Armitage County Park, where we stayed for a few nights while in the Eugene Area, is situated on the bank of the McKenzie River. The park has a nice paved path along the river. The path leads you away from the main section of the park and goes under Coburg Road, a railroad bridge (the Armitage Bridge), and the Interstate 5.
On a drippy day of late April, David and I took a walk in the park through this day-use area. The river was full and flew fast. The path along the the river was filled with green plants and mossy rocks. This past winter Oregon had seen plenty of precipitation. The park was full of wonderful flowers.
On the other side of the Interstate 5, we came to another picnic area. There were several big trees. One maple tree stood out. It had a very large branch protruding from its main trunk. It was quite amazing to see how the tree supporting such a heavy branch without being toppled by its weight.
A near-by picnic area showed signs of being under-utilized. A group picnic area didn’t look like it had been used in a while. However, it’s difficult to say with confidence as Oregon’s wet winter has a way of taking over the outdoor.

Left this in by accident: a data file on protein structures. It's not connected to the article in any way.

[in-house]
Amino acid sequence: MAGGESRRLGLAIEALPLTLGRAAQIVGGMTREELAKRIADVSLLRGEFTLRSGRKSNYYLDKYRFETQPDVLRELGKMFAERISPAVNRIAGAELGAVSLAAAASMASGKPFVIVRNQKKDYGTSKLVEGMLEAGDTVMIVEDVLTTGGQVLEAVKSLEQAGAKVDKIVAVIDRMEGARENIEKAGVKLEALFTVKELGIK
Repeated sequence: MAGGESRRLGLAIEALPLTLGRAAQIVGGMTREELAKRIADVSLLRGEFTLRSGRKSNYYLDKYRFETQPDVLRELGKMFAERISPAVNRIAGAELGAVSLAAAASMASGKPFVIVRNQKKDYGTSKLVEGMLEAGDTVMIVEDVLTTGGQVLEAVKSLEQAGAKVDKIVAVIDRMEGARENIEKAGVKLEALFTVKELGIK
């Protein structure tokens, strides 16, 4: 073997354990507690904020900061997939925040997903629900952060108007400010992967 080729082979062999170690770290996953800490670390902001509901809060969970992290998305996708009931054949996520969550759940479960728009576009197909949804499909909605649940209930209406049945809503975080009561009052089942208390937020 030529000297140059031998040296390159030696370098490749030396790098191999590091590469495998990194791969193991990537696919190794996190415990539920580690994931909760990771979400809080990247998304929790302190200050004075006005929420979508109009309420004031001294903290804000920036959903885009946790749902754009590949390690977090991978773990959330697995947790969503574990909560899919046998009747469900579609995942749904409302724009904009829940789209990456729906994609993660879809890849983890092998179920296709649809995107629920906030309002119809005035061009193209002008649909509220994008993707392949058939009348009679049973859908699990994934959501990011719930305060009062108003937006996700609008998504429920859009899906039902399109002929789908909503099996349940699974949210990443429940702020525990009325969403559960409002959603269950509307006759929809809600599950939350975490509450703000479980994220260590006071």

Spring was in bloom. The grassy areas were all filled with little daisies. Some had shooting stars blooming. It was simply an enjoyable walk.
Next to the picnic area there was a down tree that had been recently sawn. There must have been a recent storm that took it down. When we were here last September, the tree was still standing.
Now for the bird mentioned in the title. On our walk back to the campsite, we made a detour up the Armitage Bridge. David looked up the bridge trusses and noted about what appeared to be an iron Art Deco bird and something growing on the top. I was busy snapping pictures of the bridge and the iron bird.
Then the bird started moving. That was when we realized that our iron bird was a real bird, probably an eagle, and that something growing on the top was its nest. I only had an iPhone with me, so I wasn’t able to get a better close-up of the eagle.
Some history of the Armitage Bridge. Built in 1887 as a railroad bridge over the John Day River in north central Oregon, the John Day Bridge became obsolete by 1907 and was relocated to replace an old wooden structure of a bridge in Coburg. The bridge was subsequently named the Armitage Bridge. You can read more about the bridge here.